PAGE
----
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PHYSICAL

CHEMISTRY
SURFACE TENSION
General definition

j
(
\
,
G
A
P T ,
where G is the Gibbs free energy and
A is the area.
Pressure drop across a spherical surface
(Young-Laplace equation)
P
R

2
where R is the radius of the sphere
Surface enthalpy
H T
T
P

j
(
\
,

Temperature dependence
(Katayama-Guggenheim equation)

j
(
,
\
,
( 0
1
T
T
C
n
where
0
and n are empirical param-
eters of a given liquid, and T
C
is the
critical temperature. For organic com-
pounds, n = 11/9.
ADSORPTION
Definitions
Adsorption is a process whereby a gas
or liquid (adsorbate) accumulates on the
surface of a solid or liquid (adsorbent) to
form a molecular or atomic film. In con-
trast, absorption is a process whereby a
gas, liquid or solid diffuses into a liquid
or solid to form a solution.
Physisorption is used when the adsor-
bate is physically bound to the adsor-
bate through weak bonds, such as van
der Waals forces. Chemisorption is used
when the adsorbate is chemically bound
to the adsorbate, such as through cova-
lent bonds.
Surfactants, or surface-active agents,
are wetting agents that lower the sur-
face tension of a liquid by lowering the
interfacial tension between two liquids.
Surfactants are typically long molecules
composed of a hydrocarbon tail and a
polar head. Surfactants can be classified
according to the charge of the head:
Anionic surfactants have negatively
charged groups (such as sulfate, sulfo-
nate or carboxylate)
Cationic surfactants have positively-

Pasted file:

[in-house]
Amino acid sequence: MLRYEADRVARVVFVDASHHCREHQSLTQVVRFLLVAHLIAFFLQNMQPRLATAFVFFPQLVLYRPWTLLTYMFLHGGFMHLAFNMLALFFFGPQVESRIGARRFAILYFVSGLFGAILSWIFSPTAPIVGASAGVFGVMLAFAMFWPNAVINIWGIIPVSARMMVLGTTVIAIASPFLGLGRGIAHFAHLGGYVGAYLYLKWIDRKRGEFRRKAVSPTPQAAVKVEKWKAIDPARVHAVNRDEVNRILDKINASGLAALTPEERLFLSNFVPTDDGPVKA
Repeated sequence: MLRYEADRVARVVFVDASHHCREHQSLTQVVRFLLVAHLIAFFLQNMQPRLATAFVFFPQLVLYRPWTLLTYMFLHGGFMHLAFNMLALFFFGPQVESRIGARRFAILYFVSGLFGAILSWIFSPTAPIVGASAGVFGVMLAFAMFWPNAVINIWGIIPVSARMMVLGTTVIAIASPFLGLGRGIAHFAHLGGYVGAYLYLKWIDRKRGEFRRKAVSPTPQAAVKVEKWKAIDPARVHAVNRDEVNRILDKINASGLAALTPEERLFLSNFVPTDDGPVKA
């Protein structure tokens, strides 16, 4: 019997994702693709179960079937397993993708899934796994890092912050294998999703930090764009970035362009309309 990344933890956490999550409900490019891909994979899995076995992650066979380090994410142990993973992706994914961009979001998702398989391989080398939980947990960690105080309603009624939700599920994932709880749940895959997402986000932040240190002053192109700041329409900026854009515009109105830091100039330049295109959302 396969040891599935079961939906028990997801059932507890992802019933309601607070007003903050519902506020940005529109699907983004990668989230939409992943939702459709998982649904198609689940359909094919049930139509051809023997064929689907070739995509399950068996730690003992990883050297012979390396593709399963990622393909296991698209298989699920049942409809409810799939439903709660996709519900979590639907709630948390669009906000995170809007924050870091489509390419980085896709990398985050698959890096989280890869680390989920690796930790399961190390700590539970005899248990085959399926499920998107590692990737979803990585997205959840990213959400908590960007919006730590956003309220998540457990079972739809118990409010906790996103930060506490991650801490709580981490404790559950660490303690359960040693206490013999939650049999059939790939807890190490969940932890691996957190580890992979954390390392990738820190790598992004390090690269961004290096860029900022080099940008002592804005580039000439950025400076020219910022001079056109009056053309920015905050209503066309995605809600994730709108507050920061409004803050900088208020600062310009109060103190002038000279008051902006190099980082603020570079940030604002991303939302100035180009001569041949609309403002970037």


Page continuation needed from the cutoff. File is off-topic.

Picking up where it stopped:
charged groups (such as quaternary
ammonium ions)
Zwitterionic surfactants have a polar
head with both positively and nega-
tively charged groups.
Nonionic surfactants don't have any
charged group for the polar head. Ex-
amples of non-ionic surfactants are alkyl
poly(ethylene oxide) and fatty alcohols.
Above a certain surfactant concentra-
tion, called the critical micelle con-
centration, the surfactant molecules
form spherical-shaped aggregates in
solution. In water, for example, the
hydrocarbon tail assemble together to
form an oil-like droplet with the polar
heads forming an outer shell (dia-
gram). The presence of micelles is what
enables detergent solutions to dissolve
oils and fats.
ADSORPTION ISOTHERMS
Gibbs adsorption isotherm
d kT d c
i
i
i
ln
where k is the Boltzmann constant
T is the temperature, in Kelvin

i
is the surface concentration of ith
component
c
i
is the bulk concentration of the ith
component
Langmuir adsorption isotherm

i
i
i
i
c
B c


+
where B is an empirical constant. This
classical equation is useful for describ-
ing the adsorption of molecules onto a
solid surface to form a monolayer. For
multilayer adsorption, the BET isotherm
is used:
BET (Brunauer, Emmett and Teller)
adsorption isotherm

i
i
i i
i i
i
i
i
i
K p
K p
p
P
p
P



+
j
(
,
\
,
(
,

,
,
]
]
]
]

j
(
,
\
,
(
,

,
,
]
]
]
]
1 1
where K
i
is a constant, p
i
is the pressure
of the adsorbable component i, and P
i
its vapor pressure. Other isotherms of
importance include:
Henry adsorption isotherm

i
i
i
c
B


where B is an empirical constant.
Freundlich adsorption isotherm

i
F
i
F
m
c
B

j
(
,
\
,
(
where
F
, B
F
and m are empirical
constants.
NOMENCLATURE
A Area
B Empirical constant for adsorption
isotherms
c
i
Bulk concentration of i
th
component
G Gibbs free energy
H Enthalpy
k Boltzmann constant
K
i
Equilibrium constant
n An empirical constant in the rela-
tion describiong the temperature
dependence of surface tension
n
i
Number of adsorbed molecules or
atoms on a surface (n
i
=
i
A)
P Pressure
p
i
Pressure of i
th
component
R Radius of a spherical surface, such
as a bubble or meniscus
T Temperature
Tc Critical temperature

i
Surface concentration of i
th
compo-
nent

i
Surface concentration of i
th
compo-
nent at large concentrations

F
An empirical parameter of the
Freundlich isotherm
Surface tension

o
Surface tension of pure solvent

References
1. Levine, I., Physical Chemistry, 2nd ed., Mc-
Graw Hill Book Co., N.Y., 1983, pp. 342365.
2. Perry, R.H. and Green, D.W., Perrys Chemical
Engineers Handbook, 7th ed., McGraw Hill
Book Co., N.Y., p. 16-1213.
3. Danov, K.D. and others, Equilibrium and Dy-
namics of Surfactant Adsorption Monolayers
and Thin Liquid Films, Handbook of Deter-
gents, Part A: Properties, M.Dekker, N.Y., pp.
303418, 1999.